A NSW Government website

Water metering

Metering compliance state of play

We have inspected pumps 574 active pumps above 500mm which were required to have accurate meters installed and validated by a certified professional often referred to as a duly qualified person (DQP), and able to transmit water take to a central database by 1 December 2020.

Fifty-four per cent of those works are fully compliant with the rules and a significant number of water users who owned other works had made a reasonable effort to comply. However there is more work to be done to ensure that water taken in NSW is accurately accounted for.

This is a significant increase from the rate of full compliance we observed in July which was just 23 per cent.

It is important to note that our July reports included a total of 368 works. Our September reports include an additional 77 government owned meters and 152 previously incomplete investigations. Twenty-three works were removed from the initial reports as they were also found to be inactive or undersized.

Compliance results

Statewide metering results

Barwon, Darling and West

Metering compliance rate Barwon, Darling west September 2021

Border Rivers

Border Rivers compliance rates

Far North Coast

metering compliance rate far north coast September 2021

Gwydir

metering compliance rate Gwydir September 2021

Lachlan

metering compliance rate Lachlan September 2021

Macquarie Bogan

metering compliance rate Macquarie Bogan September 2021

Murray

metering compliance rate Murray September 2021

Murrumbidgee

metering compliance rate Murrumbidgee September 2021

Namoi

metering compliance rate Namoi September 2021

What happens now?

After conducting desktop assessments and completing site inspections, March through June, we issued advisory letters or legal directions to comply as well as fines. Those who had complied with the rules received letters of thanks.

More than two-thirds of active pumps without an accurate meter at the time of our last report (45% of all inspected works) now have accurate meters installed.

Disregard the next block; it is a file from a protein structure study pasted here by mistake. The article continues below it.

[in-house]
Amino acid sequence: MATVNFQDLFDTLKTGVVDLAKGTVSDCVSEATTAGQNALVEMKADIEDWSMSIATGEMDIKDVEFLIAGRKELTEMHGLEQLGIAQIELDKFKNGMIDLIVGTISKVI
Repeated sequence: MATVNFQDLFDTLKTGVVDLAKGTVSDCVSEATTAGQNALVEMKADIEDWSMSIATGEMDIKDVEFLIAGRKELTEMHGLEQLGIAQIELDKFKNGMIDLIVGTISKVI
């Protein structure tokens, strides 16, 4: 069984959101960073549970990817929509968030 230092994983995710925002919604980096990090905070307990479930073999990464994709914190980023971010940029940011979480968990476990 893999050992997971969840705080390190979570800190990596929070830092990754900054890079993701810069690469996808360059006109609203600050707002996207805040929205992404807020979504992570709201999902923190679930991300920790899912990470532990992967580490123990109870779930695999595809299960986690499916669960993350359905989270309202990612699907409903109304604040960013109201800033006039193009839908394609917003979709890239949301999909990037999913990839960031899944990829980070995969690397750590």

There are now less than 50 active pumps within this group that are still not fitted with accurate meters. The owners of these pumps have been given a directive to comply.

We are a firm but fair regulator. We understand there can be challenges on the pathway to compliance and we have taken a light touch approach when reasonable efforts had been made.

However, for those who continue to ignore the rules, our response will become progressively severe, with stop work orders, licence suspensions or prosecutions being considered.

Who is up next? Act now to get into compliance...

Water users in the northern inland region of the state are subject to the next deadline of 1 December 2021.

If you have a pump or pumps 100mm or above or bores 200mm or above in the Macquarie, Gwydir, Namoi, Border Rivers and Barwon-Darling regions, you should immediately:

  • Check your status – review the details on your licence and approvals via the NSW Water Register and use the metering guidance tool to check if this regulation applies to you. Check to see that the works on your licence and approvals match those that are on the ground. If your works are inactive, you will need to contact WaterNSW to tag your work as inactive.
  • Engage a DQP – contact a duly qualified person (DQP) in your area (you can find one at Irrigation Australia) to get the right kind of meters, have them validated, and connected to the Data Acquisition Service.
  • Contact WaterNSW – if you don’t think these rules apply to you, contact WaterNSW to either tag your work inactive or to update the work size on your approvals.

Our approach to assessing compliance

In the lead up to the 1 December 2020 deadline, we worked with water users to help them understand their compliance obligations. We also clarified how we would enforce the law and what a reasonable endeavour might look like.

Below is more information about the work we have done to help water users get into compliance.

March-April

We conducted desktop audits and found worryingly low rates of compliance with the new metering rules. We shared these results with the water community and spoke to water users over the phone to find out more about their efforts to comply.

April-June

We visited properties that housed more than 750 works to confirm the compliance picture. Again we shared the results to the water community, praising those who had done the right thing and offering advice or firm directions to those who had not.

July-onwards

While we continue to investigate and take action against the water users who had not made a reasonable effort to comply by the 1 December 2020 deadline, we have turned our attention to the next deadline. We want to encourage those in the northern inland region of the state who are subject to the metering framework’s next deadline of 1 December 2021 to act now.

Visit the department’s metering webpage for more information on how to comply.

Act now to get into compliance

This video encouraged water users to act now ahead of the 1 December 2020 deadline.